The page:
You can apply filter like effects afterwards using software.

The only filter probably worth considering is a circular polarizer.

-- Terry

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Old Dec 4, 2005, 11:37 PM   #8
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Terry, I agree...but I wasn't going to get any of the special FX filters...just looking for brands that I could trust for UV, Circ. Polarizer and maybe Close-Up/Macro. Nothing else really interests me...I can do my own digital effects.
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Old Dec 6, 2005, 8:48 AM   #9
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A linear polarizer will work just as well on that camera. Linear is cheaper for the same quality and you have fewer layers in the filter.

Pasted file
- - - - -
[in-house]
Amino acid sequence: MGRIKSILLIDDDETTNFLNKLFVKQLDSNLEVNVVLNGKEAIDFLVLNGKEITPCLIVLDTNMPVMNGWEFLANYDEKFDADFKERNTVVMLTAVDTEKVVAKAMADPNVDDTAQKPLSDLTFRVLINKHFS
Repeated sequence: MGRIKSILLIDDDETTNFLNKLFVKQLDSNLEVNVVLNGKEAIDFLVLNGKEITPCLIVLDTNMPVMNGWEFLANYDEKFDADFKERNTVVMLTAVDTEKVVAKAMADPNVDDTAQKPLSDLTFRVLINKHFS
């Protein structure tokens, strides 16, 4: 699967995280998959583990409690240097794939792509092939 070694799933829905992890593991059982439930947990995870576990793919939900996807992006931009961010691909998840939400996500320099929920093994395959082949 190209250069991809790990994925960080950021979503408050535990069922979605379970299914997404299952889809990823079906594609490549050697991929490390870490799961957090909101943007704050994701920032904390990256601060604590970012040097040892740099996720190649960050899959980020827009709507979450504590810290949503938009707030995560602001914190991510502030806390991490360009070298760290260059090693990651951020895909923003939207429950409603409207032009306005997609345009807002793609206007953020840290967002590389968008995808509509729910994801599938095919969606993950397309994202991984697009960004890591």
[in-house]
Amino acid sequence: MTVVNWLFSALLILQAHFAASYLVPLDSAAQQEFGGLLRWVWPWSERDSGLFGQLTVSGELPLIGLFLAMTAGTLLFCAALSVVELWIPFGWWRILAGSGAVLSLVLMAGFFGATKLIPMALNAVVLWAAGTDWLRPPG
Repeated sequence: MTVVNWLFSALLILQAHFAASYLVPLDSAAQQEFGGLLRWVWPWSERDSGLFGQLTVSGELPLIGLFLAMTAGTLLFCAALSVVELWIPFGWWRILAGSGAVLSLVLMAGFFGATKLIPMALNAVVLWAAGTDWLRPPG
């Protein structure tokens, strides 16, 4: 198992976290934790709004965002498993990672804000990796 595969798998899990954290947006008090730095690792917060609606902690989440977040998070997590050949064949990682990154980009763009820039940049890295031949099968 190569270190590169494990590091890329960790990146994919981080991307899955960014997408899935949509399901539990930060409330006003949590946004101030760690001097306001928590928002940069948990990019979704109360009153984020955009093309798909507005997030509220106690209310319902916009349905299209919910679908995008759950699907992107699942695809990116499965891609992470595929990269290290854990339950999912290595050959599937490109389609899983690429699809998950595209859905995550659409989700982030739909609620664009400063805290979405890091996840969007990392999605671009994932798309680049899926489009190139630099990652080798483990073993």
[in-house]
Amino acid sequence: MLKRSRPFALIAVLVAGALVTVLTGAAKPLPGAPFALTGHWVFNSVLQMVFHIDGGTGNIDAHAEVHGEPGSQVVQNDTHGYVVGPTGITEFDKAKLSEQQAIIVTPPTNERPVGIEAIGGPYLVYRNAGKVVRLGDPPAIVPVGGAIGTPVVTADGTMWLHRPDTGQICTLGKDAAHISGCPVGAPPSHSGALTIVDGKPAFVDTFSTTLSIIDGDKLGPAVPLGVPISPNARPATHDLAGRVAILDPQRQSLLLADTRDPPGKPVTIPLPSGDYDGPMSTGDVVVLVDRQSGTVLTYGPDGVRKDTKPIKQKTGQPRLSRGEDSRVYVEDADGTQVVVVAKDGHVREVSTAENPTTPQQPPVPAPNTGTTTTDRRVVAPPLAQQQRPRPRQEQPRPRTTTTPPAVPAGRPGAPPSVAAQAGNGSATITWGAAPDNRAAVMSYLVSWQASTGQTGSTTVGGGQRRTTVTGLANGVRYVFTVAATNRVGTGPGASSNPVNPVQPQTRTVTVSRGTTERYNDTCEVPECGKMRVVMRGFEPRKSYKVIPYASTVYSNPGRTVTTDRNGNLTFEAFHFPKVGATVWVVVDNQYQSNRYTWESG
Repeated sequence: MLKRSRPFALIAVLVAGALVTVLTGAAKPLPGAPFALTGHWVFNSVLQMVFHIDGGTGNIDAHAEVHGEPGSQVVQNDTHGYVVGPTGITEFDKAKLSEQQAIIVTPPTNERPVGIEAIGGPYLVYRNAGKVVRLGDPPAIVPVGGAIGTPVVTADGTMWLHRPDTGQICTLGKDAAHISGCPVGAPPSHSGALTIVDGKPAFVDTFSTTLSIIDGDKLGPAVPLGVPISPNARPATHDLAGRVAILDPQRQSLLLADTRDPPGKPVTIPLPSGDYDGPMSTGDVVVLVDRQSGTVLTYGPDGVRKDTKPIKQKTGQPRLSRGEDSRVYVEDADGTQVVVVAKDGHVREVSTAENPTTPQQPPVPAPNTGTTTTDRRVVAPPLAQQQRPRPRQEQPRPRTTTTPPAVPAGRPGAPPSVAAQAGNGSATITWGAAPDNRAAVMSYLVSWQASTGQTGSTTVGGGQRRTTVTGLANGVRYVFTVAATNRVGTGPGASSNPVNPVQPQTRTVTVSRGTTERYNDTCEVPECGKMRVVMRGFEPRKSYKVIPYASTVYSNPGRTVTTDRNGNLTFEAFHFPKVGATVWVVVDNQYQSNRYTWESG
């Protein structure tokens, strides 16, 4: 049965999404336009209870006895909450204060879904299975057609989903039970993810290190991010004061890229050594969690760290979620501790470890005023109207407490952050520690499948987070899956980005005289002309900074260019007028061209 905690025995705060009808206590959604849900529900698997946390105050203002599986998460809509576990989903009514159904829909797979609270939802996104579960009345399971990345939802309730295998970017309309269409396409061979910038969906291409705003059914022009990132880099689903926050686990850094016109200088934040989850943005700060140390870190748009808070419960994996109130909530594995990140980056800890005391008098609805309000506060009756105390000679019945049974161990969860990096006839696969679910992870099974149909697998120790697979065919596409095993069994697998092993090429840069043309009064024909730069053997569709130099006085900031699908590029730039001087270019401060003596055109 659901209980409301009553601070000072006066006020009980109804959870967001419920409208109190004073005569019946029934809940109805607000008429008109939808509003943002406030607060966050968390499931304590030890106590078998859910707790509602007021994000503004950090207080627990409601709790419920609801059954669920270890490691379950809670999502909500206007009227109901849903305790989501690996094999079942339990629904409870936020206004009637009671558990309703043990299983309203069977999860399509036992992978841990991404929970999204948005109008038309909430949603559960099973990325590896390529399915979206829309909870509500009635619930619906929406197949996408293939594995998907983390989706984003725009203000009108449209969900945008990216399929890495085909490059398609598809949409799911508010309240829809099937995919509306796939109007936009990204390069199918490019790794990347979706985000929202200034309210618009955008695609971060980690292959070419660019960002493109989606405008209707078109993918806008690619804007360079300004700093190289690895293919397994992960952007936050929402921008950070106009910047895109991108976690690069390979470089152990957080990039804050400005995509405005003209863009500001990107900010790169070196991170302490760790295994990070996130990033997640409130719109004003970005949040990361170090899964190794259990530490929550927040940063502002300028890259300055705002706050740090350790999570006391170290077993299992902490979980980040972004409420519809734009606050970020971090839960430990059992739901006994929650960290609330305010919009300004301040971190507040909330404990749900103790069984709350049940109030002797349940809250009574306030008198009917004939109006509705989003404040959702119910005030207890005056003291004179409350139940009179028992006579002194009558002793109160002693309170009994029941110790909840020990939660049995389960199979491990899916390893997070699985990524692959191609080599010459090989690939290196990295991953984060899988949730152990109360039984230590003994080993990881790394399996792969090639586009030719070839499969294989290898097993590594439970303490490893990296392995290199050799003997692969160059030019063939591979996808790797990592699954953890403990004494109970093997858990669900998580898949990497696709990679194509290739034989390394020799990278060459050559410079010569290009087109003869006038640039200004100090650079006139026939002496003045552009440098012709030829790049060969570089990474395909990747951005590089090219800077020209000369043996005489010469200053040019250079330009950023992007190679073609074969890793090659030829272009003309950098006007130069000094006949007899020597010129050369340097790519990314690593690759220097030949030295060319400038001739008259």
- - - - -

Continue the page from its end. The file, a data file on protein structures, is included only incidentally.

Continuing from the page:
UV is good only as a lens protector. I don't use one as I want as few air/glass surfaces as possible. It might be handy in situations where you have to wipe the lens a lot like in snow or ocean spray. A lens hood that doesn't vignette the wide angle would help protect the lens and improve your shots if it doesn't come with one.

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Old Dec 6, 2005, 12:57 PM   #10
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There are a few things that affect filter quality. First is the quality of the glass. Run-of-the-mill glass is sometimes called "green glass." If you have ever seen a normal window pane from the edge, you'll know why. This glass can introduce a color bias into the image. Filter mavens go crazy about this, although I find its effects quite small, and you can set your white balance using the filter to pretty much eliminate this problem with a digital camera.